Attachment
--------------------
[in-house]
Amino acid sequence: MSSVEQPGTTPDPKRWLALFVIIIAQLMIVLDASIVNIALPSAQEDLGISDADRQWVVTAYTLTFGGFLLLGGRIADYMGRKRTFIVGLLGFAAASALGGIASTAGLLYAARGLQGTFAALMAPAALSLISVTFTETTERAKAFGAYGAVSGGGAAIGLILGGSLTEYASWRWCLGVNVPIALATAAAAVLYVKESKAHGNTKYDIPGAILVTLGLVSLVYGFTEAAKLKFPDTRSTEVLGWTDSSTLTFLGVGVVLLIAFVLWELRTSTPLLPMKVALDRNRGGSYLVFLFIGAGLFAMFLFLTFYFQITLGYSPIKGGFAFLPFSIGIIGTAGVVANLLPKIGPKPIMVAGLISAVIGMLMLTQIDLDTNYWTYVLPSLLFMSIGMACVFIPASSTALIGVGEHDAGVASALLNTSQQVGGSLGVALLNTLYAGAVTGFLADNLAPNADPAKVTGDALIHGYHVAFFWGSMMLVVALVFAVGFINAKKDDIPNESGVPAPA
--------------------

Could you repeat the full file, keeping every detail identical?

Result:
[in-house]
Amino acid sequence: MSSVEQPGTTPDPKRWLALFVIIIAQLMIVLDASIVNIALPSAQEDLGISDADRQWVVTAYTLTFGGFLLLGGRIADYMGRKRTFIVGLLGFAAASALGGIASTAGLLYAARGLQGTFAALMAPAALSLISVTFTETTERAKAFGAYGAVSGGGAAIGLILGGSLTEYASWRWCLGVNVPIALATAAAAVLYVKESKAHGNTKYDIPGAILVTLGLVSLVYGFTEAAKLKFPDTRSTEVLGWTDSSTLTFLGVGVVLLIAFVLWELRTSTPLLPMKVALDRNRGGSYLVFLFIGAGLFAMFLFLTFYFQITLGYSPIKGGFAFLPFSIGIIGTAGVVANLLPKIGPKPIMVAGLISAVIGMLMLTQIDLDTNYWTYVLPSLLFMSIGMACVFIPASSTALIGVGEHDAGVASALLNTSQQVGGSLGVALLNTLYAGAVTGFLADNLAPNADPAKVTGDALIHGYHVAFFWGSMMLVVALVFAVGFINAKKDDIPNESGVPAPA